Addicted to Love? What Real-Life Sex Addiction Is.

Singer Robert Palmer’s 1986 megahit “Addicted to Love” – along with its memorable music video – has become a cultural stable in the United States since its release. Few people may not know, however, that being addicted to love, or, more accurately, being addicted to sex, is a real problem that remains problematic for some individuals.

A few years before Palmer’s hit song was release, psychologist Patrick Carnes, Ph.D., had already published the first edition of his book “Out of the Shadows: Understanding Sexual Addiction.” This was the early 1980s, before the internet and the widespread use of personal computers and cell phones. Although some of the content of “Out of the Shadows” appears to be dated – even after a new edition came out in 2001 – the main thrust of Carnes’ analysis remains relevant.

“Because our sexuality is one of our most fundamental life processes,” Carnes writes, “sexual compulsiveness is extremely threatening to all of us.”

According to Carnes, much like other addictions such as alcoholism, gambling, and so on, sexual addiction starts with “impaired thinking.” In other words, the addict’s beliefs are the starting point for his or her addiction. Lack of trust in others and isolation are some, but not all, of the psychological and social characteristics of sexual addiction. And, much like other forms of addiction, sexual addiction promises the addict relief from his or her own pain, but that relief is short lived.

“If you do not trust people, one thing is true about sex—and alcohol, food, gambling, and risk—is that it always does what it promises—for the moment,” Carnes writes.

According to Carnes, sexual addiction consists of four parts, which are:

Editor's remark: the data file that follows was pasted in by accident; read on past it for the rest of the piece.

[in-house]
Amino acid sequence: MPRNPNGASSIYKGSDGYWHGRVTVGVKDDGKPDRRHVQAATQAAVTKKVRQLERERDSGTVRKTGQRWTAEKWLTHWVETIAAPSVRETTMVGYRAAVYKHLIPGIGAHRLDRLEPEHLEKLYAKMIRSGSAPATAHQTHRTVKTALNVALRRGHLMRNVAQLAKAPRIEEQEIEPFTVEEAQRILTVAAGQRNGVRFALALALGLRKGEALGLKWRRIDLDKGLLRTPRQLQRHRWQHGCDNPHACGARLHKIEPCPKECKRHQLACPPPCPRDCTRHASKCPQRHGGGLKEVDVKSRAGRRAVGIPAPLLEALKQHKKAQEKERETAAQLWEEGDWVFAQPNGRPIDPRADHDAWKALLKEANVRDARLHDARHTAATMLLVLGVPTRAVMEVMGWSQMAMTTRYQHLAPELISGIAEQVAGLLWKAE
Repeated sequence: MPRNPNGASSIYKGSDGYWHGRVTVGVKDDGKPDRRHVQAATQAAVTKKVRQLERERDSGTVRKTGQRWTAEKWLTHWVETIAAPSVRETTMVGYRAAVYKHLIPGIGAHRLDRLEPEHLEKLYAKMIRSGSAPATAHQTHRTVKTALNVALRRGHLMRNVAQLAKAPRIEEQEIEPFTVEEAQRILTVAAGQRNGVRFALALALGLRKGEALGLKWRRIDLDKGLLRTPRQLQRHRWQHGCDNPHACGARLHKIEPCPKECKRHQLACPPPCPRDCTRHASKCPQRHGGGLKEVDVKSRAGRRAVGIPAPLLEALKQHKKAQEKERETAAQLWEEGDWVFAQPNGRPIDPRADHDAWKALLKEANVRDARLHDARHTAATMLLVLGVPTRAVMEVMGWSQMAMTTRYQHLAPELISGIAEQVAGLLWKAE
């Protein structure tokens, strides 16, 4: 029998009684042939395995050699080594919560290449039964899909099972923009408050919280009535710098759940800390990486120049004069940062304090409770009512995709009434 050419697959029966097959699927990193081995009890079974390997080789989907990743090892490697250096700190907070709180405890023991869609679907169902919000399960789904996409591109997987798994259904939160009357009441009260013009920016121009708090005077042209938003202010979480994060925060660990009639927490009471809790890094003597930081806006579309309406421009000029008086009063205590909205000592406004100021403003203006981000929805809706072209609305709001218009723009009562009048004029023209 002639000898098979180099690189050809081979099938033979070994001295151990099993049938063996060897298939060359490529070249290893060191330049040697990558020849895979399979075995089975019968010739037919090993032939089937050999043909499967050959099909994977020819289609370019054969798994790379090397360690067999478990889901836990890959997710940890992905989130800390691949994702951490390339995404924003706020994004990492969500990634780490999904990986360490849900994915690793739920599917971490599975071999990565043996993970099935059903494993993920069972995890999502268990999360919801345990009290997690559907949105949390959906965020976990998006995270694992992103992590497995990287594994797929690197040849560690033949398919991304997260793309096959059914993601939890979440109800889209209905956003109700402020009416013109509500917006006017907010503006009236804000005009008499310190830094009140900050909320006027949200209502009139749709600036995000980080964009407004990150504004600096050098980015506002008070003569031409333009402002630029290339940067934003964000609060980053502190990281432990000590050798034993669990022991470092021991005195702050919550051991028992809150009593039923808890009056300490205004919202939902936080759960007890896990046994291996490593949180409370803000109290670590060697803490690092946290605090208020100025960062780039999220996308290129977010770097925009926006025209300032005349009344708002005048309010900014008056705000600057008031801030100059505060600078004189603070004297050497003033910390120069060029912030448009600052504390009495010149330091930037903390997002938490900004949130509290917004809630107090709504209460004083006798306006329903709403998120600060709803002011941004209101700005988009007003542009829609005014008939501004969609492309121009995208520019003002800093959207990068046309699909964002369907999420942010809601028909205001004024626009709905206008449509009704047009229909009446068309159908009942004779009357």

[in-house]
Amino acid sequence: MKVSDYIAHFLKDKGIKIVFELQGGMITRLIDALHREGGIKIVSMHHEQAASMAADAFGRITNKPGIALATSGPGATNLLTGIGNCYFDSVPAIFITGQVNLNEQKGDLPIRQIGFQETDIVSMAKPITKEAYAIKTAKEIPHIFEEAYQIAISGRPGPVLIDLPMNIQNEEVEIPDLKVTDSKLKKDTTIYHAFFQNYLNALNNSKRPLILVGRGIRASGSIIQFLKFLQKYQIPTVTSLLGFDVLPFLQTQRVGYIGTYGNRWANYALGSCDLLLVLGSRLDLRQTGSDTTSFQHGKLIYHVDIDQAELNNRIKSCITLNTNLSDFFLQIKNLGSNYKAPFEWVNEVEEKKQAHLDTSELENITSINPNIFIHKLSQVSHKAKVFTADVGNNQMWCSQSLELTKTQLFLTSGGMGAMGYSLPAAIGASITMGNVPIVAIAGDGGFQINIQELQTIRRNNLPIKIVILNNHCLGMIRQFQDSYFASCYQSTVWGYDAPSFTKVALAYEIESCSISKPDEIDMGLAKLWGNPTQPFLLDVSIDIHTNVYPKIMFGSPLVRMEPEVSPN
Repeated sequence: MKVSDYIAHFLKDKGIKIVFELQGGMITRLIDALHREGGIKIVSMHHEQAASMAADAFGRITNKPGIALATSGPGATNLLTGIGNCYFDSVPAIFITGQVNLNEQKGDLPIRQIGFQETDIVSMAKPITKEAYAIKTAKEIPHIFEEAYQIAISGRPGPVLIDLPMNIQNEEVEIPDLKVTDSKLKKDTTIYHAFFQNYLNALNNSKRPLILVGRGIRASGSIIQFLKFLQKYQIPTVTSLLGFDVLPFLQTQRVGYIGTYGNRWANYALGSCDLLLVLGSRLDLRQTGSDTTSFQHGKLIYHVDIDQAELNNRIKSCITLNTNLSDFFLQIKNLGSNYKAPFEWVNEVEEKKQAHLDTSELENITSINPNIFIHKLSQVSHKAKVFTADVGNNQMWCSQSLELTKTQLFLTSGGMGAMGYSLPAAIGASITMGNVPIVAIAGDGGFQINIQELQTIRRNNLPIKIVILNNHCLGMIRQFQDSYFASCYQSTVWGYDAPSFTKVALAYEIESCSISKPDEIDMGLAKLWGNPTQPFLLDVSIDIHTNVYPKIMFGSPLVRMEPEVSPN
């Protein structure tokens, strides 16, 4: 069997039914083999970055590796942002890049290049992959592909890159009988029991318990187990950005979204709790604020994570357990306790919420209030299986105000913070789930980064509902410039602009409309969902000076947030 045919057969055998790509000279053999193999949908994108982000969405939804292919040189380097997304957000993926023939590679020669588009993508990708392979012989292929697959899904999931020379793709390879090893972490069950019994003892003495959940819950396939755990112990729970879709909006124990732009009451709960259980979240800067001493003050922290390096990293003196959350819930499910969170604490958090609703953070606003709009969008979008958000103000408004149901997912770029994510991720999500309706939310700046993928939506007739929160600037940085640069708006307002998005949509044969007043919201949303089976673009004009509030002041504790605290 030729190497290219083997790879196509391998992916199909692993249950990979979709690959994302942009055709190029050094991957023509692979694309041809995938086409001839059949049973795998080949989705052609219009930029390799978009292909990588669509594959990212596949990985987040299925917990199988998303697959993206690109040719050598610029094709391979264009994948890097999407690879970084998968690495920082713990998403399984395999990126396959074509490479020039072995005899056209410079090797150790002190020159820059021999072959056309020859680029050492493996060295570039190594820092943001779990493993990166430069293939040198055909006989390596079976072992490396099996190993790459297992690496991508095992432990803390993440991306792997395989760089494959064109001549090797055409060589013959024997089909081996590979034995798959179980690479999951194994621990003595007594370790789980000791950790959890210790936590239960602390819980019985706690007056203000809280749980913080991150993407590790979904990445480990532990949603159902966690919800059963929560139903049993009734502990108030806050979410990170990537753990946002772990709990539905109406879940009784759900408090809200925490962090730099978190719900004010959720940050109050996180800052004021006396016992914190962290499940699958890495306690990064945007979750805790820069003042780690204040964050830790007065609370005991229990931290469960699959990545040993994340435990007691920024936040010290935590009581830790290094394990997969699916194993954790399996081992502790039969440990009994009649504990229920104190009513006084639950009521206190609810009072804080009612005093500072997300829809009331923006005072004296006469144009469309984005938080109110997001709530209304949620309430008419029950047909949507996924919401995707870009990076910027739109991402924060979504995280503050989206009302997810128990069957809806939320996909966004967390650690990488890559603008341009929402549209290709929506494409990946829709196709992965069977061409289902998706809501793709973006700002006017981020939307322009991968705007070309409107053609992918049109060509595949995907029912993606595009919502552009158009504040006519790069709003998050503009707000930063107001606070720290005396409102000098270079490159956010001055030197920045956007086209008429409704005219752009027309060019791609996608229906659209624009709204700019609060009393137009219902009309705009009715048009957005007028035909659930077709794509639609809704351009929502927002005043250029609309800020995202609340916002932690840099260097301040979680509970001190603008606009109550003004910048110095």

• Preoccupation
• Ritualization
• Compulsive Sexual Behavior
• Despair

The addict, Carnes says, will routinely move through these four phases over and over again. The addict may find him- or herself in an “obsessive trance.” What’s more, “the cycle becomes self-perpetuating” after a time.

Carnes also notes that there are three levels of sexual addiction. Level One includes behaviors that are “regarded as normal, acceptable, or tolerable.” Examples of Level One behaviors are masturbation, pornography, and prostitution. Likewise, Level Two behaviors “are sufficiently intrusive to warrant stiff legal sanctions,” according to Carnes. Some Level Two behaviors include exhibitionism and voyeurism.

Finally, Level Three behaviors are often the most severe, not socially acceptable, and are illicit. These behaviors include incest and rape.
According to Carnes, most sexual addictions occur at Levels One or Two. Also, “[s]exual compulsiveness exists for women on each level of the addiction.” Although this data might be old, Carnes sites that 40 percent of the most extreme cybersex users are women, indicating that, although more men are subject to sexual compulsiveness, a significant number of women are, too.

To conclude, sexual addiction has all of the hallmarks of a true addiction, much like being addicted to food, gambling, drugs, or alcohol does. Treatment interventions such as 12-Step Programs, talk therapy, and even medication may exist for the addict. Finally, shining a light on the problem is the first step to battling an addiction.

Carnes, P. (2001). Out of the shadows: understanding sexual addiction. Hazelden Publishing, Center City, MN.

Brooke Lamberti

Brooke Lamberti is a content writer based out of Scranton, Pennsylvania. She received a Bachelor of Science in Psychology from Marywood University, and has prior career experience working in social work and domestic violence advocacy. She has a passion for writing and helping others.

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